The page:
You can get most of the information you need via the ABYC & related wiring guides. Most of them & the relevant info is available on Amazon (at least as a starting place). Those, as well as some of Nigel Calder's works, & a few other savvy authors which will rise to the top repeatedly, if you do several searches.

That said, once you've done some studying, & sketch out on paper what you think you want to do. And will work, plus be in compliance with the guidelines in general. Take it to a pro, & have them sit down & go over the info & your ideas with you. Both the layout(s) and the math. And after a revision or three, usually not big ones, you can pickup the needed supplies & get to work.
Ah, & also have a proper diagram drawn up & approved, from what you & the consultant settle on as a final layout.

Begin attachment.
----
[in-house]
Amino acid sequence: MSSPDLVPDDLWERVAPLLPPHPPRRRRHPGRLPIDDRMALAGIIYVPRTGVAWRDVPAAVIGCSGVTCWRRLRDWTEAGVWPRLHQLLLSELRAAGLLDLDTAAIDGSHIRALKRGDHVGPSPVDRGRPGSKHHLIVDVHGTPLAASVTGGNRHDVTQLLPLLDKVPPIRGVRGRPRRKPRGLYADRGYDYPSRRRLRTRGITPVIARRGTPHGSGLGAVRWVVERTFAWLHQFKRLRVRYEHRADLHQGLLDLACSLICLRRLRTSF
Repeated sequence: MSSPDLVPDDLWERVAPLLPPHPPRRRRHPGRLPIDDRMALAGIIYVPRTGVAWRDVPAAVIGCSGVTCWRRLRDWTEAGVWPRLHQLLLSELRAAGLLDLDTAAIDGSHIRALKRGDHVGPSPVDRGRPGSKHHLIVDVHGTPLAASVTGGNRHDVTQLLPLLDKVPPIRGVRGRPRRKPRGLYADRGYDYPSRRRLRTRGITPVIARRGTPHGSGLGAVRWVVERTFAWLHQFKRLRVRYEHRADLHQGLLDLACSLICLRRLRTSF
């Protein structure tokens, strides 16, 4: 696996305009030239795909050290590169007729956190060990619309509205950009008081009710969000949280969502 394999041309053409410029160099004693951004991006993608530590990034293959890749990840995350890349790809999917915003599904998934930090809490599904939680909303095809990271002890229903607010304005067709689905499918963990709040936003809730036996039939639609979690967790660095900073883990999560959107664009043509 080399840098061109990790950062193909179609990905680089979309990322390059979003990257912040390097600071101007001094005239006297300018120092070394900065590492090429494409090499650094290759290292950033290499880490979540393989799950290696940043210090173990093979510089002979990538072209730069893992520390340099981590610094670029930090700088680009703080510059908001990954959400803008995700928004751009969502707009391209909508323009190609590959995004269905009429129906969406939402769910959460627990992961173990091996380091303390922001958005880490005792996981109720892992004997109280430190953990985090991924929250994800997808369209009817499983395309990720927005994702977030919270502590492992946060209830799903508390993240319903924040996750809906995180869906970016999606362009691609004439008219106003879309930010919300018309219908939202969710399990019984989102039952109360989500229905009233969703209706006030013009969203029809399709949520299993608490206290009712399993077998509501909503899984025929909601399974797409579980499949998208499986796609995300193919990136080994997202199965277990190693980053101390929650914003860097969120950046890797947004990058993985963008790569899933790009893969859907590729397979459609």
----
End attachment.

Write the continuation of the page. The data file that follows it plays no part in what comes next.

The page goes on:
Look at it this way. Boat's electrical systems are wildly more complex than they were 15 or 20yrs ago, so by doing it right, & being able to show as much - via your certified wiring diagrams. The value of the vessel goes up, as does it's safety.
And the time & cost required for the nod from a certified pro shouldn't be that terrible when figured against the cost of all of the new materials & lights.
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Old 07-05-2015, 05:56   #39
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Re: DC cabin lights wiring

This is an interesting thread for all of the do's and don'ts that are posted. Lots of pretty good advice. I'm nearing the end of some serious rewiring and (thankfully) have adhered to most of the good advice here. But, if you go back to post #28, you'll notice that the OP (Ronnie) has it pretty much together and may exceed some of the recommendations.

To comment on the "off topic" part. Check out MainSail's posts and website on bedding deck hardware and the use of butyl tape. ***Buy Bed-It Butyl Tape*** Photo Gallery by Compass Marine How To at pbase.com